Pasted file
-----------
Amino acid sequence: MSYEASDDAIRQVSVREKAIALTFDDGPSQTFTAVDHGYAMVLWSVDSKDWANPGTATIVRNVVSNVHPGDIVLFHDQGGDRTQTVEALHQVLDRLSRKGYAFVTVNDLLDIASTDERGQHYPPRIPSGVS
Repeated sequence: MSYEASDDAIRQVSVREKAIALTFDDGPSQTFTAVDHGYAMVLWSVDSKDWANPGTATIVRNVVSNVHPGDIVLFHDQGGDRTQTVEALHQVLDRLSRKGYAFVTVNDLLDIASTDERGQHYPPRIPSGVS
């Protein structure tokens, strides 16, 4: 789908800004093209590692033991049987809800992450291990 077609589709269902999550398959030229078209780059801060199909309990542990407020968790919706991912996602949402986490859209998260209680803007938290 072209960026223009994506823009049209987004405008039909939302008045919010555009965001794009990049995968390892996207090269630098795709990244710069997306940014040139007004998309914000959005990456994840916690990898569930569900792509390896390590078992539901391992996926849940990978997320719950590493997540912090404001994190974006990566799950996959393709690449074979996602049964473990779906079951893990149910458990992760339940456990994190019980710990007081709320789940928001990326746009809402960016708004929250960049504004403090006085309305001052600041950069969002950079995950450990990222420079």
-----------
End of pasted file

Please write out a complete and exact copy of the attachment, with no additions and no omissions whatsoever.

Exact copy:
Amino acid sequence: MSYEASDDAIRQVSVREKAIALTFDDGPSQTFTAVDHGYAMVLWSVDSKDWANPGTATIVRNVVSNVHPGDIVLFHDQGGDRTQTVEALHQVLDRLSRKGYAFVTVNDLLDIASTDERGQHYPPRIPSGVS
Repeated sequence: MSYEASDDAIRQVSVREKAIALTFDDGPSQTFTAVDHGYAMVLWSVDSKDWANPGTATIVRNVVSNVHPGDIVLFHDQGGDRTQTVEALHQVLDRLSRKGYAFVTVNDLLDIASTDERGQHYPPRIPSGVS
């Protein structure tokens, strides 16, 4: 789908800004093209590692033991049987809800992450291990 077609589709269902999550398959030229078209780059801060199909309990542990407020968790919706991912996602949402986490859209998260209680803007938290 072209960026223009994506823009049209987004405008039909939302008045919010555009965001794009990049995968390892996207090269630098795709990244710069997306940014040139007004998309914000959005990456994840916690990898569930569900792509390896390590078992539901391992996926849940990978997320719950590493997540912090404001994190974006990566799950996959393709690449074979996602049964473990779906079951893990149910458990992760339940456990994190019980710990007081709320789940928001990326746009809402960016708004929250960049504004403090006085309305001052600041950069969002950079995950450990990222420079």